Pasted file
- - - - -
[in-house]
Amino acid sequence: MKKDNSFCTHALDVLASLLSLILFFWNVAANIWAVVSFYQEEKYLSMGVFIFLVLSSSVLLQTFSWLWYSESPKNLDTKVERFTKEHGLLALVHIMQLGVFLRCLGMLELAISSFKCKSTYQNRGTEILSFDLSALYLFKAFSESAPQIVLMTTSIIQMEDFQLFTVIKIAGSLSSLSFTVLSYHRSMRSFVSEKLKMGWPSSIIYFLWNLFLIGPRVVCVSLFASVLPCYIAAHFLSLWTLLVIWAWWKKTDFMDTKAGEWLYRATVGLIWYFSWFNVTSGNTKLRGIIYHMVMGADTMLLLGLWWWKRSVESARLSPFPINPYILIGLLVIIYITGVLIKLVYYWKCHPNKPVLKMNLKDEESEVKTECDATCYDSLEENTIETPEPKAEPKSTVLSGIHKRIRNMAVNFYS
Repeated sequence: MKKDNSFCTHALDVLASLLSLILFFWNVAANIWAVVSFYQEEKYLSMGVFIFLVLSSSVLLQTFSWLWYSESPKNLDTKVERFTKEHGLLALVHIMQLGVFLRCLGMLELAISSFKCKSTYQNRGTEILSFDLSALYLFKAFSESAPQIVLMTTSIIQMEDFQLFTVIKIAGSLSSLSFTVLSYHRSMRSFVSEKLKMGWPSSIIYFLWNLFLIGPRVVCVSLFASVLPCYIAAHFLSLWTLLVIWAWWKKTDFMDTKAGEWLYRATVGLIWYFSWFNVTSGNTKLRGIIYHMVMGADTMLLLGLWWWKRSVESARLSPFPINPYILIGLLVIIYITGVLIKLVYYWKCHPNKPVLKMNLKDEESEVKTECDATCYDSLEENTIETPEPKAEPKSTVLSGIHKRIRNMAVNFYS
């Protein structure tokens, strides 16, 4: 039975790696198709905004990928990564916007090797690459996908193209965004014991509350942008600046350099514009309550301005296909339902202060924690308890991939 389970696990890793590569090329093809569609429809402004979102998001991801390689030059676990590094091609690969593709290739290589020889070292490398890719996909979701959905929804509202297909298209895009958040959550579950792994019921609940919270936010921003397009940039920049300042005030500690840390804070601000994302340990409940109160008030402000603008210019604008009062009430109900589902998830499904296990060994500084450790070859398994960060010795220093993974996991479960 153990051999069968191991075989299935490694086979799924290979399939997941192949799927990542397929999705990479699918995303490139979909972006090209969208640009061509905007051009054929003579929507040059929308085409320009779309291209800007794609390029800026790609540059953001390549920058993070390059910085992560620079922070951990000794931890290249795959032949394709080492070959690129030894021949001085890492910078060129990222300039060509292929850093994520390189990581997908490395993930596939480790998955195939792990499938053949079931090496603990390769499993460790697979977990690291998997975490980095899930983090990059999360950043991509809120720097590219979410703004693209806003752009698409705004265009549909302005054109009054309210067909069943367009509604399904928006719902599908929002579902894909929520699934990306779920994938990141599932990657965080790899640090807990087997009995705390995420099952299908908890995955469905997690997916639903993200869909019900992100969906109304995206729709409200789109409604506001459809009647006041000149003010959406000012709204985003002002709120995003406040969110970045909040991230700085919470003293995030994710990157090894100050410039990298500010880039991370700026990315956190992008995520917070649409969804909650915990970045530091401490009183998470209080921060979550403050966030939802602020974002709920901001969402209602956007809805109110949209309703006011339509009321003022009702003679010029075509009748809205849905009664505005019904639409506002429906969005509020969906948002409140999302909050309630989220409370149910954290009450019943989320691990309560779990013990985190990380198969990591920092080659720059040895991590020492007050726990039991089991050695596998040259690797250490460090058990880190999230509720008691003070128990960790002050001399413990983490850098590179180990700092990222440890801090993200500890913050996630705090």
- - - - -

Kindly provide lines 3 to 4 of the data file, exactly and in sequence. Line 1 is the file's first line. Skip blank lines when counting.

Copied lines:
Repeated sequence: MKKDNSFCTHALDVLASLLSLILFFWNVAANIWAVVSFYQEEKYLSMGVFIFLVLSSSVLLQTFSWLWYSESPKNLDTKVERFTKEHGLLALVHIMQLGVFLRCLGMLELAISSFKCKSTYQNRGTEILSFDLSALYLFKAFSESAPQIVLMTTSIIQMEDFQLFTVIKIAGSLSSLSFTVLSYHRSMRSFVSEKLKMGWPSSIIYFLWNLFLIGPRVVCVSLFASVLPCYIAAHFLSLWTLLVIWAWWKKTDFMDTKAGEWLYRATVGLIWYFSWFNVTSGNTKLRGIIYHMVMGADTMLLLGLWWWKRSVESARLSPFPINPYILIGLLVIIYITGVLIKLVYYWKCHPNKPVLKMNLKDEESEVKTECDATCYDSLEENTIETPEPKAEPKSTVLSGIHKRIRNMAVNFYS
């Protein structure tokens, strides 16, 4: 039975790696198709905004990928990564916007090797690459996908193209965004014991509350942008600046350099514009309550301005296909339902202060924690308890991939 389970696990890793590569090329093809569609429809402004979102998001991801390689030059676990590094091609690969593709290739290589020889070292490398890719996909979701959905929804509202297909298209895009958040959550579950792994019921609940919270936010921003397009940039920049300042005030500690840390804070601000994302340990409940109160008030402000603008210019604008009062009430109900589902998830499904296990060994500084450790070859398994960060010795220093993974996991479960 153990051999069968191991075989299935490694086979799924290979399939997941192949799927990542397929999705990479699918995303490139979909972006090209969208640009061509905007051009054929003579929507040059929308085409320009779309291209800007794609390029800026790609540059953001390549920058993070390059910085992560620079922070951990000794931890290249795959032949394709080492070959690129030894021949001085890492910078060129990222300039060509292929850093994520390189990581997908490395993930596939480790998955195939792990499938053949079931090496603990390769499993460790697979977990690291998997975490980095899930983090990059999360950043991509809120720097590219979410703004693209806003752009698409705004265009549909302005054109009054309210067909069943367009509604399904928006719902599908929002579902894909929520699934990306779920994938990141599932990657965080790899640090807990087997009995705390995420099952299908908890995955469905997690997916639903993200869909019900992100969906109304995206729709409200789109409604506001459809009647006041000149003010959406000012709204985003002002709120995003406040969110970045909040991230700085919470003293995030994710990157090894100050410039990298500010880039991370700026990315956190992008995520917070649409969804909650915990970045530091401490009183998470209080921060979550403050966030939802602020974002709920901001969402209602956007809805109110949209309703006011339509009321003022009702003679010029075509009748809205849905009664505005019904639409506002429906969005509020969906948002409140999302909050309630989220409370149910954290009450019943989320691990309560779990013990985190990380198969990591920092080659720059040895991590020492007050726990039991089991050695596998040259690797250490460090058990880190999230509720008691003070128990960790002050001399413990983490850098590179180990700092990222440890801090993200500890913050996630705090």